Fake News: A World Of Illusions (1)


How many times have you seen — or been a part of — a group of people who sit down together and talk about people?

There is an expression that “Little minds talk about other people, average minds talk about events and great minds talk about ideas.” The challenge with that expression [which is nice, by the way, and encapsulates what I’m thinking], is that it is limited when it says ‘Little minds talk about other people’. No. I believe the correct phrase should be ‘Sinful minds….’. That is, it’s not just that such a person has a little mind; such a person is causing trouble. The habit of talking about people, saying negative things about them, is something that we have to unlearn. When it’s said that you have a little mind, you could be super intelligent, and you might be able to talk about great ideas, but also like talking about people too much. I mean, I don’t even like talking about people in the news; like presidents and governors and all that. I don’t like talking about them, because not everything you read or hear about them in the news is true. Did you know that? Many people don’t know this. You think that everything that news media report is true. No. They’re not.

Listen, most of the times, the news media make news. Do you know the difference between ‘reporting’ something and ‘making’ it? To report would be to say what someone is doing, just state what’s happening. To ‘make’ something, on the other hand, is to say what you want people to think a person is doing. So if I want people to think that you’re doing something, I take a picture that seems to show you doing what I said you’re doing, and I post it.

So let me give you an example, and this is real. Someone who used to work in the news media got born again and began to talk about the kinds of things that they do. So if the media is covering a gay parade, and all those guys are  pro-abortion in the US, and there are about 20 or 30 people parading, when you watch the video you’d think there were hundreds of people in that parade — because the guy on the camera knows how to hold the camera. If you have ever been involved in handling a camera [especially in Church meetings], you should know how it works. I’m not saying it’s wrong, I’m just telling you that it’s possible. It happens. So they hold the camera in a way that magnifies the number of people in the meeting. When you watch it, you wonder, “Is that the same prayer meeting I was in?” because the people seem so many. How it works is this: if there are empty seats on one side, the camera does not go over the edge. The camera will never show the empty seats. It will always stop at the edge so it gives the impression that the maximum capacity was reached, that the seats were filled up. And there is a method, because even the cameras are set in a way that makes the videos look as though the cameras are at a very far distance. At the end, there is a massive difference between real life and the fake thing. I remember walking into a very popular church building in Lagos and I was surprised at the number of people there. I had gone to just take a peek in, I didn’t really have the time to stay for the meeting. But this church broadcasts her meetings on TV, and you should see how different real life is from TV. On TV, with all the lights, the background and camera effects, it looks really cool. But in real life, it doesn’t look that nice. And the number of people in the meeting are not actually what the videos portray.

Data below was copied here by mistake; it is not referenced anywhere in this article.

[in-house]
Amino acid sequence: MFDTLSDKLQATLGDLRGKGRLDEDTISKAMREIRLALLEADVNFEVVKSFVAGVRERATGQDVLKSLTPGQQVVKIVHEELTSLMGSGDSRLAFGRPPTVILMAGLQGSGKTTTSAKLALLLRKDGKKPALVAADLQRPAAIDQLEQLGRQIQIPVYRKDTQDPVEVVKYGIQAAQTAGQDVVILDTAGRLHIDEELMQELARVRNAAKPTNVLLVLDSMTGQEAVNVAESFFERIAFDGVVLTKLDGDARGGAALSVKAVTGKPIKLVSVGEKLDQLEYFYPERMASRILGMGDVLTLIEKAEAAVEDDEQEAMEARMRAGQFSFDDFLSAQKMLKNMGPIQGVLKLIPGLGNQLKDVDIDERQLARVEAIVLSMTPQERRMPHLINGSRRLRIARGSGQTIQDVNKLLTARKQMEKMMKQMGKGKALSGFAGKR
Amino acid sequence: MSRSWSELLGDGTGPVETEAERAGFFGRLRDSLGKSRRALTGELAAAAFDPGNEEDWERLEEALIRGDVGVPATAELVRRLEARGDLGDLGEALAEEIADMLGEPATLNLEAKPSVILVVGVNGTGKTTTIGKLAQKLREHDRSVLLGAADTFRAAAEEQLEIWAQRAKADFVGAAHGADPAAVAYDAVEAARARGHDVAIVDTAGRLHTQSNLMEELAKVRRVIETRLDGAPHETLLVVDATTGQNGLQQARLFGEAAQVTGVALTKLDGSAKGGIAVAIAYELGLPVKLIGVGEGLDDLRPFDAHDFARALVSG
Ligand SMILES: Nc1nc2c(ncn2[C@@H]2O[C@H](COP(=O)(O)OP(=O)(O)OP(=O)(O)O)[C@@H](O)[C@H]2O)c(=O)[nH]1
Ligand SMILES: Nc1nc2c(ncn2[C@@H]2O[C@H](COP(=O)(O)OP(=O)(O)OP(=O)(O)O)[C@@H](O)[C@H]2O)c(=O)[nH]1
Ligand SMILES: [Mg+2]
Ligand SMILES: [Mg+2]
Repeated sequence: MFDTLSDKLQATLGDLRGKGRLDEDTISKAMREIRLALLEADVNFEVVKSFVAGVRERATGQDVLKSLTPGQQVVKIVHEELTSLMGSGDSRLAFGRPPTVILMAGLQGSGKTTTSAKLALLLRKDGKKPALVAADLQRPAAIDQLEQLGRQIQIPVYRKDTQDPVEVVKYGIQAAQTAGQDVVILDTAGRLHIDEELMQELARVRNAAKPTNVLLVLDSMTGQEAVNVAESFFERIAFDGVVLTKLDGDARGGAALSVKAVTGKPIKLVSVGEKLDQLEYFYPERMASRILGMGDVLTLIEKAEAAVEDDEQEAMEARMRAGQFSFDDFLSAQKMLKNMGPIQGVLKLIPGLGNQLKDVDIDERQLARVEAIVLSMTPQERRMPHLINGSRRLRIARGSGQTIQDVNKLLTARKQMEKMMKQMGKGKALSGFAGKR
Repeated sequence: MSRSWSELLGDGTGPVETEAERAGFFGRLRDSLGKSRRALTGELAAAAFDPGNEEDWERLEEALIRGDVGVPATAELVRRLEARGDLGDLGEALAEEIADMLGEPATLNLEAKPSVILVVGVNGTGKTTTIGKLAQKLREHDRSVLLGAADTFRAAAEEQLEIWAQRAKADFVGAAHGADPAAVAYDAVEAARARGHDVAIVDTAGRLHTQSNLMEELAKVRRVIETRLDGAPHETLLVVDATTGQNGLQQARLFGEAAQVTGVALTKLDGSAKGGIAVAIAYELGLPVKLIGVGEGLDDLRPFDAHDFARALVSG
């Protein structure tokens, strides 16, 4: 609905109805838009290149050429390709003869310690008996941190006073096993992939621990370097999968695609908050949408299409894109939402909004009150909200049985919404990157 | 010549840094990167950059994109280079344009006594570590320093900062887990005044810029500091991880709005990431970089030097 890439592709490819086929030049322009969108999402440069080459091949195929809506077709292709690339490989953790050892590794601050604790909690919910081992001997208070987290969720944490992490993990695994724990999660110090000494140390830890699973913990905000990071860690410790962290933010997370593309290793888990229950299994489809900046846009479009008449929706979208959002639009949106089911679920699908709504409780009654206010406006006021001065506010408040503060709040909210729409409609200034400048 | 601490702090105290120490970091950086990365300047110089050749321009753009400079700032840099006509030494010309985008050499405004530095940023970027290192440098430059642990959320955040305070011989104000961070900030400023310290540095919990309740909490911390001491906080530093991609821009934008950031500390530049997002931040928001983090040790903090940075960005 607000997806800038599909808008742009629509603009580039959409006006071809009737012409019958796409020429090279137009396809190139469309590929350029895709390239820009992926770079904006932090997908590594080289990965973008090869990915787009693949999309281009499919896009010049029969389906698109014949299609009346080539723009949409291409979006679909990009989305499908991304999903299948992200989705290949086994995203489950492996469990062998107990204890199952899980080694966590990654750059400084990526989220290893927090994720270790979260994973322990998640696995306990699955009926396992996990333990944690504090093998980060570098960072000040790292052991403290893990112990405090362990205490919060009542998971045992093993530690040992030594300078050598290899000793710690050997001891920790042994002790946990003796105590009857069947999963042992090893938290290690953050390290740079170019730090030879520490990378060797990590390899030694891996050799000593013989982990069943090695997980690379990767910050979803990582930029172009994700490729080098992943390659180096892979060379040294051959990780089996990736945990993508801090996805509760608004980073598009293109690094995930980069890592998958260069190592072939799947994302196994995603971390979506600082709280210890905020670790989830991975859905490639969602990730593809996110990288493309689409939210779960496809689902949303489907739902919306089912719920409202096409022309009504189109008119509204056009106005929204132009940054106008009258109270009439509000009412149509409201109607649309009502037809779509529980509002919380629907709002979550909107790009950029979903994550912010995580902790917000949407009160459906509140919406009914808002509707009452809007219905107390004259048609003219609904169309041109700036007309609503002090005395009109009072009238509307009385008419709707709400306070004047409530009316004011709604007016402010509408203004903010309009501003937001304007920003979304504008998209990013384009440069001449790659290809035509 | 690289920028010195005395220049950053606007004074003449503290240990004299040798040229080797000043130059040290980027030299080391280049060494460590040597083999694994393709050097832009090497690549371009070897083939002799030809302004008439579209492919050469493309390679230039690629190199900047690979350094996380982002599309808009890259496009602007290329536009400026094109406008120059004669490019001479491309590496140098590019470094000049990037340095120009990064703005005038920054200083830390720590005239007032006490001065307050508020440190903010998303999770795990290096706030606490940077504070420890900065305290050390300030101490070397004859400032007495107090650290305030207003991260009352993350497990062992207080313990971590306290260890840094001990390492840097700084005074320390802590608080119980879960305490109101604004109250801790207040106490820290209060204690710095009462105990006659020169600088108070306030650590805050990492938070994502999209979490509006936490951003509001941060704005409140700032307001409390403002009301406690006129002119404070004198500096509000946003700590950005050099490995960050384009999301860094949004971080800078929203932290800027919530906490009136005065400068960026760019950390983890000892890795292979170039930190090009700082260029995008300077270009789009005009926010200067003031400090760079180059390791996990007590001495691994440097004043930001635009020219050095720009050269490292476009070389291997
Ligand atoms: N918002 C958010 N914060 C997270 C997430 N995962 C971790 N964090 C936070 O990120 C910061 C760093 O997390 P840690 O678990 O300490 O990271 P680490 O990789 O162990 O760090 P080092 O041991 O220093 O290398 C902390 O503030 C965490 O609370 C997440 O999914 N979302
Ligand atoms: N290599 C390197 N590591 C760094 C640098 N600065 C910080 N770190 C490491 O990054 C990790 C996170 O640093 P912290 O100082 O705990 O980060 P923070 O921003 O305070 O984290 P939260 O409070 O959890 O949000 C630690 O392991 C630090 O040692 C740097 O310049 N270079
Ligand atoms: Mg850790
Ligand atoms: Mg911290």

So it’s fascinating what the cameras can do. They lie. And they do it so well that what is projected looks different from reality. So this fellow who got born again said that they reported a protest by Christians against abortion or something, and there were like 300 people in that rally, but if you watched the video, you’d think there were only 20 people there. They made the gathering with only 20 or 50 people look like there were hundreds of people in it, and they made the gathering with many people look like there was just a handful of people who attended the event. They would look for the stragglers, the people on the side, and hold the camera in a way that makes them look so few. That is how they make the new. When you watch that on TV, you’ll begin to feel embarrassed and think, “But why are these Christians so few? They should just leave the place and let things be.” And when you watch the event with the people who don’t fear God, even though they are actually very few, you’d think they were so many. 15 of them will be interviewed, while for the meeting of Christians, they would interview 2 or 3 people. Then they would spend a long time talking. Out of those they interviewed from the Christian meeting, they would only broadcast the worst speakers.

Now this happens all the time. You watch all sorts of things on TV and you believe all of it. Didn’t everyone believe that Donald Trump would lose? If you watched the news — and it doesn’t matter if you loved him — you believed that he would lose. The foreign news [BBC, CNN, etc.], all said that Hilary Clinton had a 90% chance of winning. The question I’m asking is this: “Where did all the people who voted Trump come from? Did they just come from the moon that night?”

I’m using that example because the whole world saw it happen. People said things like, “It’s a miracle.”

What miracle? There’s no miracle about anything; there was always that number of people who were in support of Donald Trump before then, but the news media were completely against him and they used their power against him — making it seem like he had very few supporters. Don’t joke with the power of the news media.

Pastor Ita Udoh

22nd February, 2017

© God’s Lighthouse 2017

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